Olli Dürr

Die Welt konservativ betrachtet

Ecumenical interpretation of the “commandment to love” Matthew 22

Weg der Entscheidung


The liberal theological interpretation of the Gospel aims at compatibility with ecumenism. An example is the “commandment of love” of Jesus Christ. A modern interpretation that completely ignores the essentials and tries to lead believers in a completely wrong direction.

Isolated view of love

“He came and brought love with him,” is an introductory headline from the ranks of liberal-modern theologians on the interpretation of the so-called “love commandment” of Jesus Christ. The most important commandment, according to Jesus Christ, is love for God and love for one’s neighbors. A statement that comes at the right time for the advocates of ecumenism if one only looks at it in isolation and simply ignores the background of the path of salvation according to the Gospel.

The first and greatest commandment

Love commandments
The first and greatest commandment – love for God and neighbor

At the center of the interpretation is the “first and greatest commandment” formulated by Jesus Christ himself, according to Matthew 22:37-40 (King James Version):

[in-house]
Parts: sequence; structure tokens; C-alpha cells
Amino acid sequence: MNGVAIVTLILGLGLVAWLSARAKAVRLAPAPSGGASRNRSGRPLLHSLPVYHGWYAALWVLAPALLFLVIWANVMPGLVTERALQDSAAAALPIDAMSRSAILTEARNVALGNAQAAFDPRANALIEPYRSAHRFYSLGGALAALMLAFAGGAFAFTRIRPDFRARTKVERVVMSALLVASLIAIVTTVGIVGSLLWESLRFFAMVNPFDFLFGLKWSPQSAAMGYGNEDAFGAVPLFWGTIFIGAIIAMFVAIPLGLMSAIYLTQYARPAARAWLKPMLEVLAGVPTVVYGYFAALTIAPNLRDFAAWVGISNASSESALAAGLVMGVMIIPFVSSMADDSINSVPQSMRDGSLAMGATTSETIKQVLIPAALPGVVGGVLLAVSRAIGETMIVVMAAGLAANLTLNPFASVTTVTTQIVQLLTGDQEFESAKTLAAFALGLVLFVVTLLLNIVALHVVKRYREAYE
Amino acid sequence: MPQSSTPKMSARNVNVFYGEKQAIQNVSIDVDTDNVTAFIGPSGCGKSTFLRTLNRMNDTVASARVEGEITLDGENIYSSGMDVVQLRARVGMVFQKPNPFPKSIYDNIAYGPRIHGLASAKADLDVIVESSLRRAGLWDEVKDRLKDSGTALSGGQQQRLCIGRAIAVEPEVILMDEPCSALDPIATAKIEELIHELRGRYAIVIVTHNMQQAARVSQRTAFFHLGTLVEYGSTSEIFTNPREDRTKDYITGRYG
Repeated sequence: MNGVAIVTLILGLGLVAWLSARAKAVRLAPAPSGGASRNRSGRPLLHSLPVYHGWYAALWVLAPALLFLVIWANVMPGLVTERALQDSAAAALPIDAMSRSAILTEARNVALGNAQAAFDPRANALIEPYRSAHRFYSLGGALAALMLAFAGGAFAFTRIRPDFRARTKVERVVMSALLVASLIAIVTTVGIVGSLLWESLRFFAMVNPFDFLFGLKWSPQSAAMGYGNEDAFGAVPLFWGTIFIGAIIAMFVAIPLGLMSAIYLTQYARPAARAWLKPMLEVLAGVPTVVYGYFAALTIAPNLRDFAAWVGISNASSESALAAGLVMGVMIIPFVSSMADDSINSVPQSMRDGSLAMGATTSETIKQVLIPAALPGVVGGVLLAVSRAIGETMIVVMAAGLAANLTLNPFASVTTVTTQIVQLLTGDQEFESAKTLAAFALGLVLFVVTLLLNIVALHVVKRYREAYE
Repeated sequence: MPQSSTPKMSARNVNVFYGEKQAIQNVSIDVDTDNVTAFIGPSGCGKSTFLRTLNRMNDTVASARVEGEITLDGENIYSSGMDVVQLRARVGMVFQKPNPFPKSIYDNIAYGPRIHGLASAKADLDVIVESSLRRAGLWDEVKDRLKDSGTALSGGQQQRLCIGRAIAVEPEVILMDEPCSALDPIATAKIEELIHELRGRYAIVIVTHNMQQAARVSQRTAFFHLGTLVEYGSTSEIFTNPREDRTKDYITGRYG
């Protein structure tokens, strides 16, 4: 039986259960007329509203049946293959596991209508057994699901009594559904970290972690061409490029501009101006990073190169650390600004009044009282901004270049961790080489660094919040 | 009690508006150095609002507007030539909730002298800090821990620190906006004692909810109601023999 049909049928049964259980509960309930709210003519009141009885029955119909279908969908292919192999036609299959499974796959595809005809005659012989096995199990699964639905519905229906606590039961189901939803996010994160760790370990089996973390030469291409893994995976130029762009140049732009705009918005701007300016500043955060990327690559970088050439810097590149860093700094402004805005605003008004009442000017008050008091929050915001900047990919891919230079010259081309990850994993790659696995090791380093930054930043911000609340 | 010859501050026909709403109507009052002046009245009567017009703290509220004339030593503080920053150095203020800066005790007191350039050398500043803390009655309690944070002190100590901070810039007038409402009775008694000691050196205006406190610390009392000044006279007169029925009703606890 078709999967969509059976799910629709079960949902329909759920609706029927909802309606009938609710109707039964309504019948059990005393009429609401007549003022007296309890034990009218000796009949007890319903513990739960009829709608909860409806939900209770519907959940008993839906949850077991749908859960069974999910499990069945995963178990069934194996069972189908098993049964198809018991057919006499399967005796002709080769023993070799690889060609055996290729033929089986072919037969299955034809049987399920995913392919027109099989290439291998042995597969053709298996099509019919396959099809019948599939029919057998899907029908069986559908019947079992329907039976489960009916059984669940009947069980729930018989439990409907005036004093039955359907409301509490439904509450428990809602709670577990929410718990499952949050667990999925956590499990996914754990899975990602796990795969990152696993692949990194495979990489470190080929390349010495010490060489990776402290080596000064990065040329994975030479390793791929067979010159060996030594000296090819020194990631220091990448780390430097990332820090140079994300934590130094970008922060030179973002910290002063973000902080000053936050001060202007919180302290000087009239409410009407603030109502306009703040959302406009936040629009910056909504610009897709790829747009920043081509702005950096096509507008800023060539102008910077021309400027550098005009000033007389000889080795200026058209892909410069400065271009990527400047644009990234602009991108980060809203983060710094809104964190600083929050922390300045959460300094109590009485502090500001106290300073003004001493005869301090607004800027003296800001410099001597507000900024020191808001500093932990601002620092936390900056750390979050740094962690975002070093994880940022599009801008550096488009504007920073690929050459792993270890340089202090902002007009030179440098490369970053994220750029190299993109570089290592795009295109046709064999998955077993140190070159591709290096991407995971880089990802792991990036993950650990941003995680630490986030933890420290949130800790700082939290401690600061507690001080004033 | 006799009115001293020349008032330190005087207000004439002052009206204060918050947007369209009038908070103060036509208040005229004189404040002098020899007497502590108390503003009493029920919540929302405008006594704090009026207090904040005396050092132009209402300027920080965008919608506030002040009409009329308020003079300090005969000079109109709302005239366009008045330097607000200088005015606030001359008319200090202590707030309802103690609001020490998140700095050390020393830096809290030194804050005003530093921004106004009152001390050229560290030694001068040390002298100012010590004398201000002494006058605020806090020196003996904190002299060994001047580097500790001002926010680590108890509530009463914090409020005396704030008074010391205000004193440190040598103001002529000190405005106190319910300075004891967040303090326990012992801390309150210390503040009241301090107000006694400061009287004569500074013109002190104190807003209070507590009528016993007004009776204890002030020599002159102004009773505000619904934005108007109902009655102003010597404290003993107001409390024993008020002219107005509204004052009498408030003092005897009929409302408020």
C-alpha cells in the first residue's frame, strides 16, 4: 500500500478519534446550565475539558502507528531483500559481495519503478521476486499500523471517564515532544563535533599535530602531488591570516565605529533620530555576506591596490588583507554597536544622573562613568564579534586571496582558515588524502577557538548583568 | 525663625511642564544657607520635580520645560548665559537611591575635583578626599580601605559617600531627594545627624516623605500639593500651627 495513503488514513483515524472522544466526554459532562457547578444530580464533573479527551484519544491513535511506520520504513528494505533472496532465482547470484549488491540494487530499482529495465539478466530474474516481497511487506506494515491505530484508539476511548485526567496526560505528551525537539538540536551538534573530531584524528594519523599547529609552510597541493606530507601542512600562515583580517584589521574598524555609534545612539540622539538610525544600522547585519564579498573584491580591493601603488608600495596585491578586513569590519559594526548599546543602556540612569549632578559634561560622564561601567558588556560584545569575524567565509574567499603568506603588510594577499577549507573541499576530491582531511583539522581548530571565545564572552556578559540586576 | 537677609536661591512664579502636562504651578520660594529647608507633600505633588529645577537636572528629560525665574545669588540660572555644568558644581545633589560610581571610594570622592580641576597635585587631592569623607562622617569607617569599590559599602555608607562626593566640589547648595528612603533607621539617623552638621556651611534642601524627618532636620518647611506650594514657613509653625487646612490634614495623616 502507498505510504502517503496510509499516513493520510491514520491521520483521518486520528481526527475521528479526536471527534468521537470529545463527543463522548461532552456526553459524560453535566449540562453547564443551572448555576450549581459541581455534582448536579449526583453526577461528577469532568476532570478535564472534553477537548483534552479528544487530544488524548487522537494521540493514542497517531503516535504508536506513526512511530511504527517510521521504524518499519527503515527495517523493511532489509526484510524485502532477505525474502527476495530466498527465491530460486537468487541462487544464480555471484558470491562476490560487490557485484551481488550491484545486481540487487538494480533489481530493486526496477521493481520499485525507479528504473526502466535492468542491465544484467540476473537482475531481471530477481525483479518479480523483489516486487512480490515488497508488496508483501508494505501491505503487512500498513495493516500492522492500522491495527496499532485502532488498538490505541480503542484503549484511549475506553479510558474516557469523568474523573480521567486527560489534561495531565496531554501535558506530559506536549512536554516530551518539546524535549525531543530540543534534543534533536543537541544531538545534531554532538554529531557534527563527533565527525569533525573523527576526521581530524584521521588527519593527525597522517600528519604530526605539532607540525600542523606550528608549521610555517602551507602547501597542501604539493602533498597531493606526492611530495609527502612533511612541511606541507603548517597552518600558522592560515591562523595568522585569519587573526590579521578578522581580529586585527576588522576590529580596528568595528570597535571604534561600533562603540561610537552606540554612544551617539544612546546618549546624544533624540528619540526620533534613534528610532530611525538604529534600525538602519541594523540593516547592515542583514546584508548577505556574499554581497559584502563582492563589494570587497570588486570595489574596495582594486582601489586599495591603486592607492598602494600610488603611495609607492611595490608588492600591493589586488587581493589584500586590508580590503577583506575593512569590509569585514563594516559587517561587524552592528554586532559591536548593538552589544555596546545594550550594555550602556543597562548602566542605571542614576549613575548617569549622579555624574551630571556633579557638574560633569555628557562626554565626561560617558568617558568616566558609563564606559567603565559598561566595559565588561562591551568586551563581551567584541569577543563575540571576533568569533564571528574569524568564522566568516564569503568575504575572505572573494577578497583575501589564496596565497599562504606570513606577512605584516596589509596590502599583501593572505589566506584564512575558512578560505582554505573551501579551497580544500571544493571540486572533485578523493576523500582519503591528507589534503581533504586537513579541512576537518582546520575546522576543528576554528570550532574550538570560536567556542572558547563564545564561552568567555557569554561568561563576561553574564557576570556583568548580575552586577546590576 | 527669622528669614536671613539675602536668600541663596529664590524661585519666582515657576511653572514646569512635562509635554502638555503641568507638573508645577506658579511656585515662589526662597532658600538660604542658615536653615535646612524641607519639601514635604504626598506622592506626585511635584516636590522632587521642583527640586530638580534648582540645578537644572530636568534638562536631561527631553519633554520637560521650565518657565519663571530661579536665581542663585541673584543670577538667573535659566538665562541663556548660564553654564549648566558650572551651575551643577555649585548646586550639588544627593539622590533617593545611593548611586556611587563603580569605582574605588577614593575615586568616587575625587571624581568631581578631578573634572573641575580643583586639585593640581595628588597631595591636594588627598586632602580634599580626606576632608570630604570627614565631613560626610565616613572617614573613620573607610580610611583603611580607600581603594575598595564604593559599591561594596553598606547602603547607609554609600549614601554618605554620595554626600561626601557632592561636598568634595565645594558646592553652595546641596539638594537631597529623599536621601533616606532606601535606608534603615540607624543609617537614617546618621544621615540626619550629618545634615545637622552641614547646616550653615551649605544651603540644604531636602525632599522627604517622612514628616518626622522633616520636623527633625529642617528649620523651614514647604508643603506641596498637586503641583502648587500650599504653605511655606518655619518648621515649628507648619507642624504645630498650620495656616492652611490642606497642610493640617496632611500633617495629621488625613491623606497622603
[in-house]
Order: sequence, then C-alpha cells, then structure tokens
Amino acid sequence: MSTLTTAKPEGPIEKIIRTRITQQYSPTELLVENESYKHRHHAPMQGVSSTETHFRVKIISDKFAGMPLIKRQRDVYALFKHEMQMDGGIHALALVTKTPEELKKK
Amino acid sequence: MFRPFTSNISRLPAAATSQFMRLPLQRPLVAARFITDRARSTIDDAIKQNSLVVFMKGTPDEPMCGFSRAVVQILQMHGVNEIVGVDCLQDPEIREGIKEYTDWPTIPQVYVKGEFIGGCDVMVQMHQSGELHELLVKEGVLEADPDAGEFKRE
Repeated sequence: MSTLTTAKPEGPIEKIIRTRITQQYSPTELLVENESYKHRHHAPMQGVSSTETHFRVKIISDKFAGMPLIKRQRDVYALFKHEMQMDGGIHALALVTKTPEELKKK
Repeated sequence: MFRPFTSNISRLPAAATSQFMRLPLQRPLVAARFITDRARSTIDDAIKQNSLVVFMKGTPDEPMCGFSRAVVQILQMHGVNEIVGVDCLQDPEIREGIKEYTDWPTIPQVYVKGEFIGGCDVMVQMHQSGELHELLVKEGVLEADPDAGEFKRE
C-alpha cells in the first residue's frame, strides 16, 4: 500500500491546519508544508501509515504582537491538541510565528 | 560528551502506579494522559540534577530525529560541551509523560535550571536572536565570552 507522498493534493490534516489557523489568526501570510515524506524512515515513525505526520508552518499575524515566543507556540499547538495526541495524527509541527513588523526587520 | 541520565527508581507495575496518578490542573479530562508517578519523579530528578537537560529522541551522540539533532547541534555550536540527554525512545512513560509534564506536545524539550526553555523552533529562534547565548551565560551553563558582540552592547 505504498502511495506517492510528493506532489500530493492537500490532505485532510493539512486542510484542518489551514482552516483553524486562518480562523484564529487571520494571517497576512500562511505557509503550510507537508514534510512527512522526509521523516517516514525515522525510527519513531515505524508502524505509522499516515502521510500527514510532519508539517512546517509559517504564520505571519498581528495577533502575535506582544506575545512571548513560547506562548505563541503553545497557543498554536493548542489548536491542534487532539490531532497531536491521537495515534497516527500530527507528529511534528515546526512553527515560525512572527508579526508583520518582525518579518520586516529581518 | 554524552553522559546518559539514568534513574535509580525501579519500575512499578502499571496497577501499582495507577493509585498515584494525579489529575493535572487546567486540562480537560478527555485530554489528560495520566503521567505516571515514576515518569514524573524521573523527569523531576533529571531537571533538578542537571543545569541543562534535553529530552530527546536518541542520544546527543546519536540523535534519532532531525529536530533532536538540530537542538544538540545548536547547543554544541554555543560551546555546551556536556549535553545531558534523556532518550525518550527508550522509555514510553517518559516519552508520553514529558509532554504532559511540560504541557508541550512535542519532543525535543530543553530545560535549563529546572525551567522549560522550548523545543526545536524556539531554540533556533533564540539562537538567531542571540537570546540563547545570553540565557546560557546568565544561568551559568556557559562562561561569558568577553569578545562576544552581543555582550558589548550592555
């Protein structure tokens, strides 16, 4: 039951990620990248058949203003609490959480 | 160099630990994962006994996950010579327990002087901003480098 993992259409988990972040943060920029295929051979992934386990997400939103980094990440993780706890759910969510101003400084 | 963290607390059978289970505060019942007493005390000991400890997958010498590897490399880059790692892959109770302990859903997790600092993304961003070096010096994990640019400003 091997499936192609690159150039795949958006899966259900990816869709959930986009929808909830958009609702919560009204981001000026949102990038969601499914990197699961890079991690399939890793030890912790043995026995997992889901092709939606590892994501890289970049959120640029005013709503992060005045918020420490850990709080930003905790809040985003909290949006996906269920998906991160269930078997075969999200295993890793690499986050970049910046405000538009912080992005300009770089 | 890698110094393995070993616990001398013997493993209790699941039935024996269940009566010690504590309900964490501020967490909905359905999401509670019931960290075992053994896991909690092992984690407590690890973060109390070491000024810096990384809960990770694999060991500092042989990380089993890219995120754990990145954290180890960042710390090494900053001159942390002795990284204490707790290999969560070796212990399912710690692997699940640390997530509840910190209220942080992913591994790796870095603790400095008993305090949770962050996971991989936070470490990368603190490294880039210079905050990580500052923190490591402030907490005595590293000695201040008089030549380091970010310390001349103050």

Jesus said unto him, Thou shalt love the Lord thy God with all thy heart, and with all thy soul, and with all thy mind. This is the first and great commandment. And the second is like unto it, Thou shalt love thy neighbour as thyself. On these two commandments hang all the law and the prophets.

The love of God

Modern liberal theologians see this statement of Jesus Christ as containing the following messages and characteristics:
Love God with your whole personality -> your thinking, feeling, talent
Love God with your life force -> With all your energy, with everything you do
This can certainly be left as it is. Life is aligned with the will of God. This includes thoughts as well as the use of talents and vital energy in the service of God’s work.

A further derivation from Jesus’ “commandment to love”, however, is very problematic.
Love God with all your senses -> With your taste, hearing, sight, touch, smell“.